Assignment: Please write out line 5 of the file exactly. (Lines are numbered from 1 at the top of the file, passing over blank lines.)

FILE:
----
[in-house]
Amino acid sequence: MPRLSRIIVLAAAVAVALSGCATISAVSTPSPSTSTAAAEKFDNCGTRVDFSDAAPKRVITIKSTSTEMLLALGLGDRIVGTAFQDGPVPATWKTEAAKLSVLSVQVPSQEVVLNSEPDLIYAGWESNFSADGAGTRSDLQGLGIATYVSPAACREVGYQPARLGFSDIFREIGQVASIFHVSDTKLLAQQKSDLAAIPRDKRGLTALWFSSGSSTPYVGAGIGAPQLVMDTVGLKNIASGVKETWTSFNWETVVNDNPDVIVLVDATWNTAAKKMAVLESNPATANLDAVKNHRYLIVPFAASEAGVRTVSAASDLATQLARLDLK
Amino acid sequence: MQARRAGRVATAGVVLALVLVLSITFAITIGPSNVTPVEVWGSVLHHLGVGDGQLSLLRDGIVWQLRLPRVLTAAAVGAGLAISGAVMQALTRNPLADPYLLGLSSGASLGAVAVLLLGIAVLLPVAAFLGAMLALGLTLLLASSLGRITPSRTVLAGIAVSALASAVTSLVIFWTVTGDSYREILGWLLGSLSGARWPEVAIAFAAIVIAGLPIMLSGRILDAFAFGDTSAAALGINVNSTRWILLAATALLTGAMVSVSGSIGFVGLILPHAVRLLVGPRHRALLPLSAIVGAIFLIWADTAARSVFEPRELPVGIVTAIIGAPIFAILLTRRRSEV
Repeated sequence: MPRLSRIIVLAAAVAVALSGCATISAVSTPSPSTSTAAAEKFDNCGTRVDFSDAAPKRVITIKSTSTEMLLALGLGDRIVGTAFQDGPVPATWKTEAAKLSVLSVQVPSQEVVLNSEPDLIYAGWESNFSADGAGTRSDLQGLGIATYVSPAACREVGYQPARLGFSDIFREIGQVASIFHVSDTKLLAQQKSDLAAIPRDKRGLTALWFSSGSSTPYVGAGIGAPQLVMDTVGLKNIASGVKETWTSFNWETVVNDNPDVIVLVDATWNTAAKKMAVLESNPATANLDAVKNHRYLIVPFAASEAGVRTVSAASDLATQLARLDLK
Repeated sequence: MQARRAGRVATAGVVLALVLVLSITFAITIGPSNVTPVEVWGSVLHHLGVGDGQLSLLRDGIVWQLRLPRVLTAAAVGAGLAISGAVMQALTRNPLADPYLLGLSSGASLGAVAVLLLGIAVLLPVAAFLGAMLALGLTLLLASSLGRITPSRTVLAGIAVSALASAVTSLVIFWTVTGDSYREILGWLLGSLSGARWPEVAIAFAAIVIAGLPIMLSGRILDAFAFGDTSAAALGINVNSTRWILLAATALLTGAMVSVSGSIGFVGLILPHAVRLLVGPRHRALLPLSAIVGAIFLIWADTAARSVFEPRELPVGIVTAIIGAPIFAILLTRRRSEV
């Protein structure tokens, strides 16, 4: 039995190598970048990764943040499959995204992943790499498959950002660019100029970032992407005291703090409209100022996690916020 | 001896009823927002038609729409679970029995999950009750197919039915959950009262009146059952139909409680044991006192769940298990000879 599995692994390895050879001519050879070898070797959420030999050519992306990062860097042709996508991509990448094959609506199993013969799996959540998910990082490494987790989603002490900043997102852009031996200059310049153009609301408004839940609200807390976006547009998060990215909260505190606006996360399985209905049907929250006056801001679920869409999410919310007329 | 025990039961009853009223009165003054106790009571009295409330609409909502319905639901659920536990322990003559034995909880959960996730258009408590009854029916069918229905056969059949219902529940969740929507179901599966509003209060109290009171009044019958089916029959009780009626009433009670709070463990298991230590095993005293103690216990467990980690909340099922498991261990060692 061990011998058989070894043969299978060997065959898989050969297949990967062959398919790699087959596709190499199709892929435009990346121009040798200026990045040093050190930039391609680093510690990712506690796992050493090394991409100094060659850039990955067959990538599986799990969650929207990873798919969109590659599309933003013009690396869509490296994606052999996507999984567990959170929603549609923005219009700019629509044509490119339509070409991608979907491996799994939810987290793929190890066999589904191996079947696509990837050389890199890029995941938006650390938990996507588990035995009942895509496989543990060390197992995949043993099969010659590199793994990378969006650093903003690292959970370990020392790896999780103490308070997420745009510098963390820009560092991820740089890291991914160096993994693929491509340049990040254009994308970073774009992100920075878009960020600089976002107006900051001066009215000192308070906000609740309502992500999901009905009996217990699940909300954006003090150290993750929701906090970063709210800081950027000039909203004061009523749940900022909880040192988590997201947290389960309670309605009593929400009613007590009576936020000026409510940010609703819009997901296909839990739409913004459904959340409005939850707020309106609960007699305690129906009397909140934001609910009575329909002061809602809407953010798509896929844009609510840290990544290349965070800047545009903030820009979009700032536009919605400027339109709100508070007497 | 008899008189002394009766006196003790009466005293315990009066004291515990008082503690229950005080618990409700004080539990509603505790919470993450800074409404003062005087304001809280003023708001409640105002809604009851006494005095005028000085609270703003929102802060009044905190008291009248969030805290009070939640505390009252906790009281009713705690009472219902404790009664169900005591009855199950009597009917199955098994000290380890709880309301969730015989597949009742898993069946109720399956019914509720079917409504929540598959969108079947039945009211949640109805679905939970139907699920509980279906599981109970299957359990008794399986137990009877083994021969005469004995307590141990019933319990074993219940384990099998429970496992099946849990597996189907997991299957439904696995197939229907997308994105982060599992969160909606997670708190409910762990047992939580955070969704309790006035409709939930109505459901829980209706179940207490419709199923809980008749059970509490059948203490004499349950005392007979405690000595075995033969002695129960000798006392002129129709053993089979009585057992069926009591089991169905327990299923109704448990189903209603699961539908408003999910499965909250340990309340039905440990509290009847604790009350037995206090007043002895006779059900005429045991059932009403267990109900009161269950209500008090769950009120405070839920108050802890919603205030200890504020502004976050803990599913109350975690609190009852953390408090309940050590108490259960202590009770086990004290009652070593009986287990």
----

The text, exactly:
Repeated sequence: MQARRAGRVATAGVVLALVLVLSITFAITIGPSNVTPVEVWGSVLHHLGVGDGQLSLLRDGIVWQLRLPRVLTAAAVGAGLAISGAVMQALTRNPLADPYLLGLSSGASLGAVAVLLLGIAVLLPVAAFLGAMLALGLTLLLASSLGRITPSRTVLAGIAVSALASAVTSLVIFWTVTGDSYREILGWLLGSLSGARWPEVAIAFAAIVIAGLPIMLSGRILDAFAFGDTSAAALGINVNSTRWILLAATALLTGAMVSVSGSIGFVGLILPHAVRLLVGPRHRALLPLSAIVGAIFLIWADTAARSVFEPRELPVGIVTAIIGAPIFAILLTRRRSEV